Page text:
The first one is from Arlington, TX and allows the public to interactively explore the city's performance management dashboards to see how they are doing in relation to their key performance indicators (KPIs).
The second one is from Topeka, KS and allows the public to interactively explore the city's budget using ArcGIS Insights. You can choose between the Operating Budget, Capital Budget, or Projected Budget Revenues. Just click any of the three EXPLORE buttons.
Executive sponsorship is a key ingredient to a successful enterprise GIS. If you work in government, then there's a new book that can help you gain some executive sponsorship for your GIS program. It is Smarter Government: How To Govern for Results in the Information Age by former Maryland Governor and Baltimore Mayor Martin O'Malley. Give it a read, and since the holidays are coming, this is the perfect time to give this as a gift to the leaders in your government agency. I have attached the Table of Contents and a Sample Chapter. Also be sure to check out the companion web site below.
Support of elections is a great opportunity to expand your GIS footprint in local government. Check out these resources from the National States Geographic Information Council (NSGIC) on their Geo-Enabled Elections project and pass this site along to your election officials.
A reminder that even though the 2020 Esri International User Conference is more than eight months away, the call for presentations is open. The Esri User Conference presents a unique opportunity to share your GIS success story with your peers from the global user community. The deadline is November 8, 2019. Our committee will evaluate your abstract and make selections based on topic, content, and time available. All authors will be notified after the selection process. Your presentation should tell an inspiring story that illustrate how you are using Esri GIS technology to positively impact your community and/or industry.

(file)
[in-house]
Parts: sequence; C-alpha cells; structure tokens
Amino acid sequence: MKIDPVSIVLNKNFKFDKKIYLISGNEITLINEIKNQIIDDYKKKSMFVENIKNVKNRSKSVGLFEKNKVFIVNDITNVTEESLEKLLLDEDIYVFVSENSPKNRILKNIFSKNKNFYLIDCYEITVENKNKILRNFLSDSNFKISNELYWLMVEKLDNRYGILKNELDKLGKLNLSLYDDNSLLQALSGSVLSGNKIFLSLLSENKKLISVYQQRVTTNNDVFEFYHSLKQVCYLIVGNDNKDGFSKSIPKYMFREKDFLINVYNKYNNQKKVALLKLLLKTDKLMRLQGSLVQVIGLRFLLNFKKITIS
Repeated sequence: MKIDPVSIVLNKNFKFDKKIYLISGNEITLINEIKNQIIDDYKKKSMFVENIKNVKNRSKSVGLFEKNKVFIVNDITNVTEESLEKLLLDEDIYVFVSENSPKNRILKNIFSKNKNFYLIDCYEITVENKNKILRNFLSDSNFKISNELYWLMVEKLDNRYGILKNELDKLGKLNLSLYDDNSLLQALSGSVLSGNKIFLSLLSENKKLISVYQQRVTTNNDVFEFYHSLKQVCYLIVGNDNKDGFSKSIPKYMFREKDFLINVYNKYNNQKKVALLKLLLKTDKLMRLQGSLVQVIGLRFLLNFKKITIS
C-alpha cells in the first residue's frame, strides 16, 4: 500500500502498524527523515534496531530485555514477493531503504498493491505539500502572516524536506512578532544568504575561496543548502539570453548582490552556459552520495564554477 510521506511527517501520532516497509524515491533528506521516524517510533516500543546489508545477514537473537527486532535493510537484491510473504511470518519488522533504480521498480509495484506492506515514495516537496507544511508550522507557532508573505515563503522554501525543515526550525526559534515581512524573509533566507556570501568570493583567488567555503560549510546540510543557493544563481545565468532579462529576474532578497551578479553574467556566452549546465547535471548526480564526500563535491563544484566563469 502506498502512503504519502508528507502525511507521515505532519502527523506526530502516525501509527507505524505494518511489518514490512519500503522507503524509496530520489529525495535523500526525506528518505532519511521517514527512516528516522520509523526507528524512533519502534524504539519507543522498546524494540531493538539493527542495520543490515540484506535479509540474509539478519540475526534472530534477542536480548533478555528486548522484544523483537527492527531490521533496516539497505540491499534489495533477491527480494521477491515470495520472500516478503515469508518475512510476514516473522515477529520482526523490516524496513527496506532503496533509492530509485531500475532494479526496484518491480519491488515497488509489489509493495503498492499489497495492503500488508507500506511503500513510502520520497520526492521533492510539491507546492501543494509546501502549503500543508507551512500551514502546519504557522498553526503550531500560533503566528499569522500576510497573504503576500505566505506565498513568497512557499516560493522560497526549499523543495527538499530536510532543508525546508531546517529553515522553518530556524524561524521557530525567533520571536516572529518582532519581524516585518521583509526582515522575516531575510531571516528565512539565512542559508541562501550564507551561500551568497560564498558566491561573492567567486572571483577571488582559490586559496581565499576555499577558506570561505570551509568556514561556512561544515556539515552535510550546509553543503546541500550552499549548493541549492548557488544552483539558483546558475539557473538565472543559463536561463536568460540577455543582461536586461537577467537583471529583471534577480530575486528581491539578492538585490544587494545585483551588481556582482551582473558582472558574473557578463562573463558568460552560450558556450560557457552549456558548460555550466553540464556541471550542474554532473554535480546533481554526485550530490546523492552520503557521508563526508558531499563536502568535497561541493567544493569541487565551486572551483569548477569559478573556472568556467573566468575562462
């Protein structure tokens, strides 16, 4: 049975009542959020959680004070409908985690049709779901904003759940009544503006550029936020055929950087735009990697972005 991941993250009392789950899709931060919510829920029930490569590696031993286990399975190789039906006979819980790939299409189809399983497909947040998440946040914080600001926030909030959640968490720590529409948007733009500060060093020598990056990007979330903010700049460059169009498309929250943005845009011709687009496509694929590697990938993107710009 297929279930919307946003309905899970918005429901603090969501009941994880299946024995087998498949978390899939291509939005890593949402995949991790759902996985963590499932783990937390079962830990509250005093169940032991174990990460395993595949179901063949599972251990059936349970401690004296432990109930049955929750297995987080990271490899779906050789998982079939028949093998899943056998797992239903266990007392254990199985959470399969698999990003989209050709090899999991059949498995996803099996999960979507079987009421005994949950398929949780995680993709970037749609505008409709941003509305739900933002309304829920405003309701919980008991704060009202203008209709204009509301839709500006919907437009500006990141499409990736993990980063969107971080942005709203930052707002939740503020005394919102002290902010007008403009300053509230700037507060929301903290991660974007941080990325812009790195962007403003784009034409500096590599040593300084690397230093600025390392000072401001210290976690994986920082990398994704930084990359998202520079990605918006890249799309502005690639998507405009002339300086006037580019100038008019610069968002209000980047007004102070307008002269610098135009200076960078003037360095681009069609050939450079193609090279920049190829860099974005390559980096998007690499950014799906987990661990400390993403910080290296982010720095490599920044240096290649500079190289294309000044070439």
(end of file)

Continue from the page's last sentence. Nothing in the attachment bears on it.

Eligibility and requirements:
All submissions must be in English and include the following:
Presentation title (10 words or fewer)
Complete address, phone, and email information
Brief presenter biography (25 words or fewer)
Abstract (500 characters or fewer, including spaces): Do not include information in your abstract that will not be in your presentation.
Keyword set (list only 3–5 keywords): Keywords are used to organize presentations into appropriate sessions, so choose words that clearly describe the main ideas of your work.
The information you enter will be published on the website and on the agenda. Eliminate bullet points and numbering. Avoid using words in all capital letters. All papers and presentations must be noncommercial. At no time is it permissible for presenters to use their time slot to advertise or promote a product, service, or company.
Here are some of the topics we are interested in this year:
If you are not aware of GovLoop, check it out. It's the "Knowledge Network for Government" and allows you to "join more than 300,000 of your federal, state and local government peers in innovating and problem-solving with free resources and training."
I recently ran across this good post on their site about five practical resources for new managers. Personally, I think these are good resources for any manager, so I am passing them on to any GIS Managers out there looking for help.